Lets suppose I want to make a tag for 1 of my cats consisting of a transmitter (and possibly a receiver too, to tell the transmitter when to start transmitting which would be much more efficient), and a receiver attached to an arduino attached to my phone, RF at 433MHz with a range of 300m. And consider that the cat's tag is operating off 2 LR44 1.5V batteries.

    Can I make anything small enough that will send a dumb signal to my arduino-receiver-phone thing?
    The cat's transmitter only need to broadcast their ID, Ollie or Tiggy.

    The receiver attached to my phone should pick up the signal when within 300m, and then it needs to very basically decode the signal for the ID and get the signal strength.

    I understand that this won't be directional like the Loc8tor, but with atleast 3 nodes it will be quite accurate in telling me their position.

    Anyway, for now, let's just imagine that this is all I want to do. 1 transmitter, 1 receiver.
    What would I need to build this, and how would I build this. Please be detailed.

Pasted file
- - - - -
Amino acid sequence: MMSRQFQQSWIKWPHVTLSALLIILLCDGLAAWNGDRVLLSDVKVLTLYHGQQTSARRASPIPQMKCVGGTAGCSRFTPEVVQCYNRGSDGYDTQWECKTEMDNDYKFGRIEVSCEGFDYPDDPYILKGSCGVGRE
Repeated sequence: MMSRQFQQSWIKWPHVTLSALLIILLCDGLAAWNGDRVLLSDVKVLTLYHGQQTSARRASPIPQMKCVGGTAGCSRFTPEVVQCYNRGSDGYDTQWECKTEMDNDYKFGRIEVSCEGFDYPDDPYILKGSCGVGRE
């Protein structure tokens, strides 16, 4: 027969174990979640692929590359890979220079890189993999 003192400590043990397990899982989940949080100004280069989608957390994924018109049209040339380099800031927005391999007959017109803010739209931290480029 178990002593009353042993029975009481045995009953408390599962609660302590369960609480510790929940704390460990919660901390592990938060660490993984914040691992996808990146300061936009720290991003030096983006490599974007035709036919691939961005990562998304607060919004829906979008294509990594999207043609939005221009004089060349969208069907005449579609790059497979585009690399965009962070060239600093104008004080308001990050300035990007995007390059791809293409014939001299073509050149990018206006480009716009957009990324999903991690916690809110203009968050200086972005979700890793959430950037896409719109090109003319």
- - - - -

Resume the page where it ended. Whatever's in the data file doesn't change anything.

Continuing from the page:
I appreciate all the other suggestions and all of your help, but I really just want to know how I would do this exactly. It can be improved upon later.
    Thanks.
     
  13. wayneh

    Expert

    Sep 9, 2010
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    It makes sense to me to continue using the loc8tor transmitters, to avoid having to build such a thing, which I think would be challenging. You "just" need a receiver that can see them, output signal strength, and a way to tell one tag from the other, right?

    Actually, do you really need to tell them apart? I mean, if one gets near the road, I guess you'd run out with your loc8ator receiver and soon know which one you are trying to corral?

    Changing the subject, have you contacted the company for help? They might be able to offer some ideas.
     
  14. BMorse

    Senior Member